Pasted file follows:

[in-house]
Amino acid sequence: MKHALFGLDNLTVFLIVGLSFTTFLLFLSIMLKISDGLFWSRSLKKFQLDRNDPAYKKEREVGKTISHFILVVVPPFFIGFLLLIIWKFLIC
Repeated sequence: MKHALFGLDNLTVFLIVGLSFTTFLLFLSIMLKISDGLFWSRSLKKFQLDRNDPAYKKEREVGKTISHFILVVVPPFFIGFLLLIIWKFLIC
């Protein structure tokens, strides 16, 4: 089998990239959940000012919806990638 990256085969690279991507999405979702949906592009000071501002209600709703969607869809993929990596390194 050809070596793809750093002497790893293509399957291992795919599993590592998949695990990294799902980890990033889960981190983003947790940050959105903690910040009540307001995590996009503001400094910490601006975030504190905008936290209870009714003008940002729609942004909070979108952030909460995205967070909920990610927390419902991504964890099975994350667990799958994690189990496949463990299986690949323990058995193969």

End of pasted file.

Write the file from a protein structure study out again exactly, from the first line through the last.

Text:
[in-house]
Amino acid sequence: MKHALFGLDNLTVFLIVGLSFTTFLLFLSIMLKISDGLFWSRSLKKFQLDRNDPAYKKEREVGKTISHFILVVVPPFFIGFLLLIIWKFLIC
Repeated sequence: MKHALFGLDNLTVFLIVGLSFTTFLLFLSIMLKISDGLFWSRSLKKFQLDRNDPAYKKEREVGKTISHFILVVVPPFFIGFLLLIIWKFLIC
């Protein structure tokens, strides 16, 4: 089998990239959940000012919806990638 990256085969690279991507999405979702949906592009000071501002209600709703969607869809993929990596390194 050809070596793809750093002497790893293509399957291992795919599993590592998949695990990294799902980890990033889960981190983003947790940050959105903690910040009540307001995590996009503001400094910490601006975030504190905008936290209870009714003008940002729609942004909070979108952030909460995205967070909920990610927390419902991504964890099975994350667990799958994690189990496949463990299986690949323990058995193969």